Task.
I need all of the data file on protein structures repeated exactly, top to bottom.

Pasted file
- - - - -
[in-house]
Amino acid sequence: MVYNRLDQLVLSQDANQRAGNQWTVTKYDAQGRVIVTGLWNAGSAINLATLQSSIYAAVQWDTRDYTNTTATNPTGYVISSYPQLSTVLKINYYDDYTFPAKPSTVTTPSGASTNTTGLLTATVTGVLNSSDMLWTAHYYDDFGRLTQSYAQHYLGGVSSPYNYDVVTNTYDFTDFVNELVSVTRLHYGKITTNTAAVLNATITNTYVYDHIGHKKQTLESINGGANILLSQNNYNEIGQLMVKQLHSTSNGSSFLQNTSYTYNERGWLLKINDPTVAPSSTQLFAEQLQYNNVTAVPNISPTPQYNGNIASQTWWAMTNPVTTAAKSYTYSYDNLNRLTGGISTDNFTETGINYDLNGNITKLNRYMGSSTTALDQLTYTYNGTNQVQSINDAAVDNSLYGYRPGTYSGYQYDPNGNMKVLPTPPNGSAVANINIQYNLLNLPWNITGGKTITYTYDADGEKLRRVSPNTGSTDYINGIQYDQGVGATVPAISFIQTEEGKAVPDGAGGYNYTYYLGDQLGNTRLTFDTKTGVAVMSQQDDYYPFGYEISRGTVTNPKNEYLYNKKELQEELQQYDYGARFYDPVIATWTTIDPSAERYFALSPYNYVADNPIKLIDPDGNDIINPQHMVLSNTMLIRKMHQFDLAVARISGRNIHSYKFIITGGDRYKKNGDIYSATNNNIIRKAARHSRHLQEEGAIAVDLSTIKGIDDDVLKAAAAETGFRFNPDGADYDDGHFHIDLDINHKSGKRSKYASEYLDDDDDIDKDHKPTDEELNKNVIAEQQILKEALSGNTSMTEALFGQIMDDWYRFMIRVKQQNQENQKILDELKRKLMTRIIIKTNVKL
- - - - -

[in-house]
Amino acid sequence: MVYNRLDQLVLSQDANQRAGNQWTVTKYDAQGRVIVTGLWNAGSAINLATLQSSIYAAVQWDTRDYTNTTATNPTGYVISSYPQLSTVLKINYYDDYTFPAKPSTVTTPSGASTNTTGLLTATVTGVLNSSDMLWTAHYYDDFGRLTQSYAQHYLGGVSSPYNYDVVTNTYDFTDFVNELVSVTRLHYGKITTNTAAVLNATITNTYVYDHIGHKKQTLESINGGANILLSQNNYNEIGQLMVKQLHSTSNGSSFLQNTSYTYNERGWLLKINDPTVAPSSTQLFAEQLQYNNVTAVPNISPTPQYNGNIASQTWWAMTNPVTTAAKSYTYSYDNLNRLTGGISTDNFTETGINYDLNGNITKLNRYMGSSTTALDQLTYTYNGTNQVQSINDAAVDNSLYGYRPGTYSGYQYDPNGNMKVLPTPPNGSAVANINIQYNLLNLPWNITGGKTITYTYDADGEKLRRVSPNTGSTDYINGIQYDQGVGATVPAISFIQTEEGKAVPDGAGGYNYTYYLGDQLGNTRLTFDTKTGVAVMSQQDDYYPFGYEISRGTVTNPKNEYLYNKKELQEELQQYDYGARFYDPVIATWTTIDPSAERYFALSPYNYVADNPIKLIDPDGNDIINPQHMVLSNTMLIRKMHQFDLAVARISGRNIHSYKFIITGGDRYKKNGDIYSATNNNIIRKAARHSRHLQEEGAIAVDLSTIKGIDDDVLKAAAAETGFRFNPDGADYDDGHFHIDLDINHKSGKRSKYASEYLDDDDDIDKDHKPTDEELNKNVIAEQQILKEALSGNTSMTEALFGQIMDDWYRFMIRVKQQNQENQKILDELKRKLMTRIIIKTNVKL